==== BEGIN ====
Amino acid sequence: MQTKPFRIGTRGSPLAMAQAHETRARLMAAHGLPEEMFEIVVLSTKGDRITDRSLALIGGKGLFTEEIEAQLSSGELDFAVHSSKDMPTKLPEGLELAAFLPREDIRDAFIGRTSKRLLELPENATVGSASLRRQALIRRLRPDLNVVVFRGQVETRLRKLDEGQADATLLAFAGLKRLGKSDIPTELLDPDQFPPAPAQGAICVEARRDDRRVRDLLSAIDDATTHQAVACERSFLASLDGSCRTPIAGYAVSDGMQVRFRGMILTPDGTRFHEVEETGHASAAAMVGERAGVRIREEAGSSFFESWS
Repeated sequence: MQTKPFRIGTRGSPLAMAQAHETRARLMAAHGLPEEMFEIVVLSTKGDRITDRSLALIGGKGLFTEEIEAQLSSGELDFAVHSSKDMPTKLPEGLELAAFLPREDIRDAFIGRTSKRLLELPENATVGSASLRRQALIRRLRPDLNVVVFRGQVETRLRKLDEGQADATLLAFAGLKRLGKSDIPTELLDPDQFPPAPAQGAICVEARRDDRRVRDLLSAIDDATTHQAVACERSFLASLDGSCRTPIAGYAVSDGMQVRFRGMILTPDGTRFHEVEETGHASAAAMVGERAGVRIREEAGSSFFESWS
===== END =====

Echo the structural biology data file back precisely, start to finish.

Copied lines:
Amino acid sequence: MQTKPFRIGTRGSPLAMAQAHETRARLMAAHGLPEEMFEIVVLSTKGDRITDRSLALIGGKGLFTEEIEAQLSSGELDFAVHSSKDMPTKLPEGLELAAFLPREDIRDAFIGRTSKRLLELPENATVGSASLRRQALIRRLRPDLNVVVFRGQVETRLRKLDEGQADATLLAFAGLKRLGKSDIPTELLDPDQFPPAPAQGAICVEARRDDRRVRDLLSAIDDATTHQAVACERSFLASLDGSCRTPIAGYAVSDGMQVRFRGMILTPDGTRFHEVEETGHASAAAMVGERAGVRIREEAGSSFFESWS
Repeated sequence: MQTKPFRIGTRGSPLAMAQAHETRARLMAAHGLPEEMFEIVVLSTKGDRITDRSLALIGGKGLFTEEIEAQLSSGELDFAVHSSKDMPTKLPEGLELAAFLPREDIRDAFIGRTSKRLLELPENATVGSASLRRQALIRRLRPDLNVVVFRGQVETRLRKLDEGQADATLLAFAGLKRLGKSDIPTELLDPDQFPPAPAQGAICVEARRDDRRVRDLLSAIDDATTHQAVACERSFLASLDGSCRTPIAGYAVSDGMQVRFRGMILTPDGTRFHEVEETGHASAAAMVGERAGVRIREEAGSSFFESWS